Previous comments have been made about the nature of XP growth, and another noder observed that "your XP grows exponentially". Nobody has troubled to make an effort to quantify the nature of XP growth here on Everything2, a simple application of differential calculus.

For the purposes of this model, I make a number of reasonable assumptions. First, I assume a relatively constant rate of noding, as well as a generally similar level of node quality. These two functions both seem impractical to model with insufficient data, and treating quality and noding rate as constants rather than time-functions is convenient.

How does a node pick up XP? It seems that immediately upon a node's introduction, there is a fast potential to gain a large amount of XP, and the rate then slows to an extended slow trickle. We shall treat these two elements separately, to begin with.

Let us take the following as variables:

X(t) = total XP accumulated as a function of time
n(t) = total nodes accumulated as a function of time
N = average nodes authored per day
c = a measure of the "coolness" of the noder in question
k = an undetermined constant "fudging factor" relating to initial XP gain
t = time elapsed since a noder's first authoring attempts

We then have, obviously:

n(t) = Nt

The average node's initial fast gain of XP should be proportional to the noder's "coolness" and to some arbitrary constant k. Slow-gained XP should be a direct function of total node-time and coolness. Note that total node-time should be calculated from the average number of nodes a user has had, or n(t)/2. Hence,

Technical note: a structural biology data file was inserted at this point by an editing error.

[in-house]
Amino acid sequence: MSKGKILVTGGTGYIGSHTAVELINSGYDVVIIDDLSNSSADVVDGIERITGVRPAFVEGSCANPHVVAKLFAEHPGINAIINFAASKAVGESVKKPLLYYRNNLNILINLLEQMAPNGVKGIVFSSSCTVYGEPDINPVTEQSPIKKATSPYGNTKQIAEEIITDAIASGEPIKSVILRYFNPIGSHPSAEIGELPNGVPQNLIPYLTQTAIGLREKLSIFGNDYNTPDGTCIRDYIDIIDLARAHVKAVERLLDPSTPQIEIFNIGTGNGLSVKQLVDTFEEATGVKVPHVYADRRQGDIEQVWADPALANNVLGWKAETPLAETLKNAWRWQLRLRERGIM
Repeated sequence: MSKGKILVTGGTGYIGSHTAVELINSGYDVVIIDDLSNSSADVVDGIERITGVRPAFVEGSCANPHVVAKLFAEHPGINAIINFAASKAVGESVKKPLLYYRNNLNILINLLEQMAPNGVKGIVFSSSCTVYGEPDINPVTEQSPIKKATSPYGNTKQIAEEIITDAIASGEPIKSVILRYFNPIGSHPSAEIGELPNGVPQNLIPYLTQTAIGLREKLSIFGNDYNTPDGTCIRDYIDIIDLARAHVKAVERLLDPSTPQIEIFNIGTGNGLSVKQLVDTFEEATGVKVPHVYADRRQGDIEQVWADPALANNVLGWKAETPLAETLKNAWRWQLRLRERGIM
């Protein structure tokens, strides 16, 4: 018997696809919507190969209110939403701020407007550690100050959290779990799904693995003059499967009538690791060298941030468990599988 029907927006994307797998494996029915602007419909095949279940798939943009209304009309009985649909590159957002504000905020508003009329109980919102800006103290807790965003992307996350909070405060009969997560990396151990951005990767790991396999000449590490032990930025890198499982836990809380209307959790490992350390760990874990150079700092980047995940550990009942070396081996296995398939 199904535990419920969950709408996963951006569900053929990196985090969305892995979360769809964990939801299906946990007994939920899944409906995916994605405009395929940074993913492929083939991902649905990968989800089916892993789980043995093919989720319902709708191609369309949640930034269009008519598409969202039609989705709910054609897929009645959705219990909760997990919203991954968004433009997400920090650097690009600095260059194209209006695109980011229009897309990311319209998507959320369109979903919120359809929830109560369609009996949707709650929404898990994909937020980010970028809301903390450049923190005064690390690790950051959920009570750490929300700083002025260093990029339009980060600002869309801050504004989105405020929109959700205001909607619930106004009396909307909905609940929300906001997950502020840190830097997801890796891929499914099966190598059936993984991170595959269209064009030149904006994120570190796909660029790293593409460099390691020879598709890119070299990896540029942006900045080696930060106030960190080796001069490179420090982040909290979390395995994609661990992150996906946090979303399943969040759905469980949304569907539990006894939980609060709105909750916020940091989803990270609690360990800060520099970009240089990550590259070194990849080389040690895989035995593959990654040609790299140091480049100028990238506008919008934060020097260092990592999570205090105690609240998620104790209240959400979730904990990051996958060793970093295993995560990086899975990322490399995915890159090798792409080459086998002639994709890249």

X = nck + nct/2

Substituting to eliminate the time-dependent variable, we have:

X = Ntck + Nct2/2

The first derivative, or XP gain per day, will be:

dx/dt = Nck + Nct

The second derivative, although probably of less interest, will represent the speed with which daily XP gain increases, and will be given by:

d2x/dt2 = Nc

The observant reader will no doubt notice the similarity to the physical system of motion in one direction with constant acceleration, usually addressed early in physics classes.

Clearly, this analysis falls a good deal short of a quantitative analysis of actual XP gain numbers. I should like to see several users contribute a daily log of their node creation rate and total accumulated XP. Given this data, we could attempt to solve for the coolness of each user (a more accurate measure of noding prowess than the voting-influenced node-fu), and perhaps for the initial fudging factor. Stay tuned for updates.

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